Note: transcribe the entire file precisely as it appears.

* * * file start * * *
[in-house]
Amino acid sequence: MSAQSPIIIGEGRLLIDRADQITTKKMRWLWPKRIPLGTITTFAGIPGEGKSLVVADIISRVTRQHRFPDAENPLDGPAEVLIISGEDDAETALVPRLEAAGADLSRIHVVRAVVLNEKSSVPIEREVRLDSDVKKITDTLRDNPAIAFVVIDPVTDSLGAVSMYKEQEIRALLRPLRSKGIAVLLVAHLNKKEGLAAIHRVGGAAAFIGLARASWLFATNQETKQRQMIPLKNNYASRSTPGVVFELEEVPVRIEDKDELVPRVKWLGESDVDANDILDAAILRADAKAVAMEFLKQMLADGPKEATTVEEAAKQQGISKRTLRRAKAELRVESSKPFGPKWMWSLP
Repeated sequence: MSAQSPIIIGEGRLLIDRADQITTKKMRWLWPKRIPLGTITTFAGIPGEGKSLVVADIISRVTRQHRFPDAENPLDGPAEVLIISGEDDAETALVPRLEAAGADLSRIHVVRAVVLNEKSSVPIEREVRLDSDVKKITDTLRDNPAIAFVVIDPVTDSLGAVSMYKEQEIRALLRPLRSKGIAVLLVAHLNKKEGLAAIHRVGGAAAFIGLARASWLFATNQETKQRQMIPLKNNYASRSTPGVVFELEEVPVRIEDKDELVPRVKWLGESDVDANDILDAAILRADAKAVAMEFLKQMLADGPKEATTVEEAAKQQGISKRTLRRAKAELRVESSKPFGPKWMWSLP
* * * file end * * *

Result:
[in-house]
Amino acid sequence: MSAQSPIIIGEGRLLIDRADQITTKKMRWLWPKRIPLGTITTFAGIPGEGKSLVVADIISRVTRQHRFPDAENPLDGPAEVLIISGEDDAETALVPRLEAAGADLSRIHVVRAVVLNEKSSVPIEREVRLDSDVKKITDTLRDNPAIAFVVIDPVTDSLGAVSMYKEQEIRALLRPLRSKGIAVLLVAHLNKKEGLAAIHRVGGAAAFIGLARASWLFATNQETKQRQMIPLKNNYASRSTPGVVFELEEVPVRIEDKDELVPRVKWLGESDVDANDILDAAILRADAKAVAMEFLKQMLADGPKEATTVEEAAKQQGISKRTLRRAKAELRVESSKPFGPKWMWSLP
Repeated sequence: MSAQSPIIIGEGRLLIDRADQITTKKMRWLWPKRIPLGTITTFAGIPGEGKSLVVADIISRVTRQHRFPDAENPLDGPAEVLIISGEDDAETALVPRLEAAGADLSRIHVVRAVVLNEKSSVPIEREVRLDSDVKKITDTLRDNPAIAFVVIDPVTDSLGAVSMYKEQEIRALLRPLRSKGIAVLLVAHLNKKEGLAAIHRVGGAAAFIGLARASWLFATNQETKQRQMIPLKNNYASRSTPGVVFELEEVPVRIEDKDELVPRVKWLGESDVDANDILDAAILRADAKAVAMEFLKQMLADGPKEATTVEEAAKQQGISKRTLRRAKAELRVESSKPFGPKWMWSLP